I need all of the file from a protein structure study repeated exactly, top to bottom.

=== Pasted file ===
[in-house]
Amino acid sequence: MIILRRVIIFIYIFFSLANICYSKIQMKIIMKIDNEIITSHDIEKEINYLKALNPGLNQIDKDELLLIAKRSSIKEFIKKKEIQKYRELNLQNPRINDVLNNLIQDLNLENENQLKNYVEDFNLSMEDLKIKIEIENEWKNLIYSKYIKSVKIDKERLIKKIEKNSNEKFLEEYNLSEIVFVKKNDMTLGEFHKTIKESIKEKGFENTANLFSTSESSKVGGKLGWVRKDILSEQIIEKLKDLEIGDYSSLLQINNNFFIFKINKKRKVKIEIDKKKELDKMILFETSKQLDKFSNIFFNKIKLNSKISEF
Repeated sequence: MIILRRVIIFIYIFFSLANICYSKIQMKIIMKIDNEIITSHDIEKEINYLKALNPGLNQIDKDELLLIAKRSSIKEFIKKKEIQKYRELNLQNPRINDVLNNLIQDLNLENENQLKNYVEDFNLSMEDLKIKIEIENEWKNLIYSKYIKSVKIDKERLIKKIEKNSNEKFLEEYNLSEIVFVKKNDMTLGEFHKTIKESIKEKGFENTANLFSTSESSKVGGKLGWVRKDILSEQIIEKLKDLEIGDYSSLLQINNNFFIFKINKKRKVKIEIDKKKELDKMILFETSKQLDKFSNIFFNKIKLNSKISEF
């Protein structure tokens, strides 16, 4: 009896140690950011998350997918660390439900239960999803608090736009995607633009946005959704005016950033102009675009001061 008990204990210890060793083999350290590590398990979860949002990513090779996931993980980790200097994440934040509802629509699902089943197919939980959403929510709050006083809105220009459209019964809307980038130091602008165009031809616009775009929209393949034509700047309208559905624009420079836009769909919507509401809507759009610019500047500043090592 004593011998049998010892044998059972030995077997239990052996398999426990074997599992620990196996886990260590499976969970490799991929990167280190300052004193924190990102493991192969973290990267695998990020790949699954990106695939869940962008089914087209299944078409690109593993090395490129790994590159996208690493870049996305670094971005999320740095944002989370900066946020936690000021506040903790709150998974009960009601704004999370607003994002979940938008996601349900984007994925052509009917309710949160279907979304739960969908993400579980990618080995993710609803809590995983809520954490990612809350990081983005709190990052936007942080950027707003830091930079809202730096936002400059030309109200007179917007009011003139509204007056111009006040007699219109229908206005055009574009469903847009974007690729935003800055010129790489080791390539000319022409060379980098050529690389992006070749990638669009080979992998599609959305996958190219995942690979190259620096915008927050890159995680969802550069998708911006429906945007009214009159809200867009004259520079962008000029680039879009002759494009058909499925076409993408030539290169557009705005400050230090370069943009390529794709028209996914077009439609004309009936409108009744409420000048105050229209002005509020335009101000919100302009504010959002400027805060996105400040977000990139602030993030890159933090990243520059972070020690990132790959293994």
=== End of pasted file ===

[in-house]
Amino acid sequence: MIILRRVIIFIYIFFSLANICYSKIQMKIIMKIDNEIITSHDIEKEINYLKALNPGLNQIDKDELLLIAKRSSIKEFIKKKEIQKYRELNLQNPRINDVLNNLIQDLNLENENQLKNYVEDFNLSMEDLKIKIEIENEWKNLIYSKYIKSVKIDKERLIKKIEKNSNEKFLEEYNLSEIVFVKKNDMTLGEFHKTIKESIKEKGFENTANLFSTSESSKVGGKLGWVRKDILSEQIIEKLKDLEIGDYSSLLQINNNFFIFKINKKRKVKIEIDKKKELDKMILFETSKQLDKFSNIFFNKIKLNSKISEF
Repeated sequence: MIILRRVIIFIYIFFSLANICYSKIQMKIIMKIDNEIITSHDIEKEINYLKALNPGLNQIDKDELLLIAKRSSIKEFIKKKEIQKYRELNLQNPRINDVLNNLIQDLNLENENQLKNYVEDFNLSMEDLKIKIEIENEWKNLIYSKYIKSVKIDKERLIKKIEKNSNEKFLEEYNLSEIVFVKKNDMTLGEFHKTIKESIKEKGFENTANLFSTSESSKVGGKLGWVRKDILSEQIIEKLKDLEIGDYSSLLQINNNFFIFKINKKRKVKIEIDKKKELDKMILFETSKQLDKFSNIFFNKIKLNSKISEF
């Protein structure tokens, strides 16, 4: 009896140690950011998350997918660390439900239960999803608090736009995607633009946005959704005016950033102009675009001061 008990204990210890060793083999350290590590398990979860949002990513090779996931993980980790200097994440934040509802629509699902089943197919939980959403929510709050006083809105220009459209019964809307980038130091602008165009031809616009775009929209393949034509700047309208559905624009420079836009769909919507509401809507759009610019500047500043090592 004593011998049998010892044998059972030995077997239990052996398999426990074997599992620990196996886990260590499976969970490799991929990167280190300052004193924190990102493991192969973290990267695998990020790949699954990106695939869940962008089914087209299944078409690109593993090395490129790994590159996208690493870049996305670094971005999320740095944002989370900066946020936690000021506040903790709150998974009960009601704004999370607003994002979940938008996601349900984007994925052509009917309710949160279907979304739960969908993400579980990618080995993710609803809590995983809520954490990612809350990081983005709190990052936007942080950027707003830091930079809202730096936002400059030309109200007179917007009011003139509204007056111009006040007699219109229908206005055009574009469903847009974007690729935003800055010129790489080791390539000319022409060379980098050529690389992006070749990638669009080979992998599609959305996958190219995942690979190259620096915008927050890159995680969802550069998708911006429906945007009214009159809200867009004259520079962008000029680039879009002759494009058909499925076409993408030539290169557009705005400050230090370069943009390529794709028209996914077009439609004309009936409108009744409420000048105050229209002005509020335009101000919100302009504010959002400027805060996105400040977000990139602030993030890159933090990243520059972070020690990132790959293994």